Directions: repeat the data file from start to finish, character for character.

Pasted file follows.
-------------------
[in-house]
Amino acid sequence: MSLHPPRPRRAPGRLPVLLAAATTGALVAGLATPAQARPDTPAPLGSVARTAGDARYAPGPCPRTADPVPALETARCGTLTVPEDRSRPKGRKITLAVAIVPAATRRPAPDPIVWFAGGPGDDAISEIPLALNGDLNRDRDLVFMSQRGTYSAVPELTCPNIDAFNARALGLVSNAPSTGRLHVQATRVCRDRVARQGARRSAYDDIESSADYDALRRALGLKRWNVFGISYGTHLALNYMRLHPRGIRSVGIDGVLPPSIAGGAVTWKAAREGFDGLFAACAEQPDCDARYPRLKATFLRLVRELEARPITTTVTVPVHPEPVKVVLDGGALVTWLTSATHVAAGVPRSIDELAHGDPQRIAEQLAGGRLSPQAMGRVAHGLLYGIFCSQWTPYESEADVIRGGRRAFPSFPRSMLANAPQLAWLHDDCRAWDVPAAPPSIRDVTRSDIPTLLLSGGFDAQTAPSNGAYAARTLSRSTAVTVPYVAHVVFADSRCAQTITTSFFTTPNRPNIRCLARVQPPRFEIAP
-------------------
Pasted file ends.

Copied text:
[in-house]
Amino acid sequence: MSLHPPRPRRAPGRLPVLLAAATTGALVAGLATPAQARPDTPAPLGSVARTAGDARYAPGPCPRTADPVPALETARCGTLTVPEDRSRPKGRKITLAVAIVPAATRRPAPDPIVWFAGGPGDDAISEIPLALNGDLNRDRDLVFMSQRGTYSAVPELTCPNIDAFNARALGLVSNAPSTGRLHVQATRVCRDRVARQGARRSAYDDIESSADYDALRRALGLKRWNVFGISYGTHLALNYMRLHPRGIRSVGIDGVLPPSIAGGAVTWKAAREGFDGLFAACAEQPDCDARYPRLKATFLRLVRELEARPITTTVTVPVHPEPVKVVLDGGALVTWLTSATHVAAGVPRSIDELAHGDPQRIAEQLAGGRLSPQAMGRVAHGLLYGIFCSQWTPYESEADVIRGGRRAFPSFPRSMLANAPQLAWLHDDCRAWDVPAAPPSIRDVTRSDIPTLLLSGGFDAQTAPSNGAYAARTLSRSTAVTVPYVAHVVFADSRCAQTITTSFFTTPNRPNIRCLARVQPPRFEIAP